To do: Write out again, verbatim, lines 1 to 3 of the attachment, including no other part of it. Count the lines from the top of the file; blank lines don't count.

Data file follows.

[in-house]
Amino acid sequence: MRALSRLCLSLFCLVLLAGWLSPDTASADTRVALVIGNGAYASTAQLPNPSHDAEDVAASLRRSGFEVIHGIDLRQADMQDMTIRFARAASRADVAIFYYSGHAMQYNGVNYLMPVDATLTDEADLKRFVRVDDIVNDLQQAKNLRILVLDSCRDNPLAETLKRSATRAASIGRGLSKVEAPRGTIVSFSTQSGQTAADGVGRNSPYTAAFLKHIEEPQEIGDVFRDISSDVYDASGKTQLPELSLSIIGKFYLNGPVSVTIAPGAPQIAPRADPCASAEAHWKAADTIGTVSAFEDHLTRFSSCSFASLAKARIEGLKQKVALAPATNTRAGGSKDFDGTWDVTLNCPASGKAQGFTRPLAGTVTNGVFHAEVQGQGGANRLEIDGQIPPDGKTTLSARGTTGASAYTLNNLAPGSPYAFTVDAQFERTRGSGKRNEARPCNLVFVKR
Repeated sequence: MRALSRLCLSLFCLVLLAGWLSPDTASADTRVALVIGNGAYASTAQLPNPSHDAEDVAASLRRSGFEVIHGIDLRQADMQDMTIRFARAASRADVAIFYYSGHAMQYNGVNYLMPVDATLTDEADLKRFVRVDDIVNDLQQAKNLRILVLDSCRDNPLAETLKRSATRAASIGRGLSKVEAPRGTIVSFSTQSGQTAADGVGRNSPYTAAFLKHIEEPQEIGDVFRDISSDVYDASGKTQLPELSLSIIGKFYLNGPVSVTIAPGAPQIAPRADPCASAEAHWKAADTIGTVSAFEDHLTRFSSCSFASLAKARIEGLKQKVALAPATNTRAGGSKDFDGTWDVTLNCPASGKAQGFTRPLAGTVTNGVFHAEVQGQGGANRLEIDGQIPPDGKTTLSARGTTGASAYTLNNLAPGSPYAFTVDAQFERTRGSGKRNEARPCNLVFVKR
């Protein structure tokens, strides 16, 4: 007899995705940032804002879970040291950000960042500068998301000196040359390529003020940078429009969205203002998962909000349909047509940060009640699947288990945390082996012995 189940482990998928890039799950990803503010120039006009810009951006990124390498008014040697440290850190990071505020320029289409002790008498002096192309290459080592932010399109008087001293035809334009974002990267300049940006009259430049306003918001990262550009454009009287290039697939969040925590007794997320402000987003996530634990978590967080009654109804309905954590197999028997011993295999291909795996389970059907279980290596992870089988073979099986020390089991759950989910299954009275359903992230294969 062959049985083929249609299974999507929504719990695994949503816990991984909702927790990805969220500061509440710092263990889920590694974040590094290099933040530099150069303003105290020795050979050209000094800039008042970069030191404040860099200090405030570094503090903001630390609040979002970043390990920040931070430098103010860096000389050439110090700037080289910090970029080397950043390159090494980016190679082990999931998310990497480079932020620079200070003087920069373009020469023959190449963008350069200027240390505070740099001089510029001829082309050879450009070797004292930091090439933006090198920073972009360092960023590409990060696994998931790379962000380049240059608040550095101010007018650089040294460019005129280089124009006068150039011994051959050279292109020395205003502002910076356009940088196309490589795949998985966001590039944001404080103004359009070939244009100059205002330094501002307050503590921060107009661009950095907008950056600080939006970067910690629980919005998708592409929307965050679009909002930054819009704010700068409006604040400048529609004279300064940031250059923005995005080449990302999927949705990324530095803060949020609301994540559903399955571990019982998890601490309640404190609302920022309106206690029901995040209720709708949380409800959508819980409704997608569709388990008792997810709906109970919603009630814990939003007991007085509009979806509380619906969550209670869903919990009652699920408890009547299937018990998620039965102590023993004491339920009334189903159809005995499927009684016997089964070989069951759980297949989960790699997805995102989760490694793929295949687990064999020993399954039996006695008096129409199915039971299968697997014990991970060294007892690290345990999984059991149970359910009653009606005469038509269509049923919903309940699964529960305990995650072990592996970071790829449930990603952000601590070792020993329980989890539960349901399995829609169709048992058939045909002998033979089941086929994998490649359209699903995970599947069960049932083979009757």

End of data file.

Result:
[in-house]
Amino acid sequence: MRALSRLCLSLFCLVLLAGWLSPDTASADTRVALVIGNGAYASTAQLPNPSHDAEDVAASLRRSGFEVIHGIDLRQADMQDMTIRFARAASRADVAIFYYSGHAMQYNGVNYLMPVDATLTDEADLKRFVRVDDIVNDLQQAKNLRILVLDSCRDNPLAETLKRSATRAASIGRGLSKVEAPRGTIVSFSTQSGQTAADGVGRNSPYTAAFLKHIEEPQEIGDVFRDISSDVYDASGKTQLPELSLSIIGKFYLNGPVSVTIAPGAPQIAPRADPCASAEAHWKAADTIGTVSAFEDHLTRFSSCSFASLAKARIEGLKQKVALAPATNTRAGGSKDFDGTWDVTLNCPASGKAQGFTRPLAGTVTNGVFHAEVQGQGGANRLEIDGQIPPDGKTTLSARGTTGASAYTLNNLAPGSPYAFTVDAQFERTRGSGKRNEARPCNLVFVKR
Repeated sequence: MRALSRLCLSLFCLVLLAGWLSPDTASADTRVALVIGNGAYASTAQLPNPSHDAEDVAASLRRSGFEVIHGIDLRQADMQDMTIRFARAASRADVAIFYYSGHAMQYNGVNYLMPVDATLTDEADLKRFVRVDDIVNDLQQAKNLRILVLDSCRDNPLAETLKRSATRAASIGRGLSKVEAPRGTIVSFSTQSGQTAADGVGRNSPYTAAFLKHIEEPQEIGDVFRDISSDVYDASGKTQLPELSLSIIGKFYLNGPVSVTIAPGAPQIAPRADPCASAEAHWKAADTIGTVSAFEDHLTRFSSCSFASLAKARIEGLKQKVALAPATNTRAGGSKDFDGTWDVTLNCPASGKAQGFTRPLAGTVTNGVFHAEVQGQGGANRLEIDGQIPPDGKTTLSARGTTGASAYTLNNLAPGSPYAFTVDAQFERTRGSGKRNEARPCNLVFVKR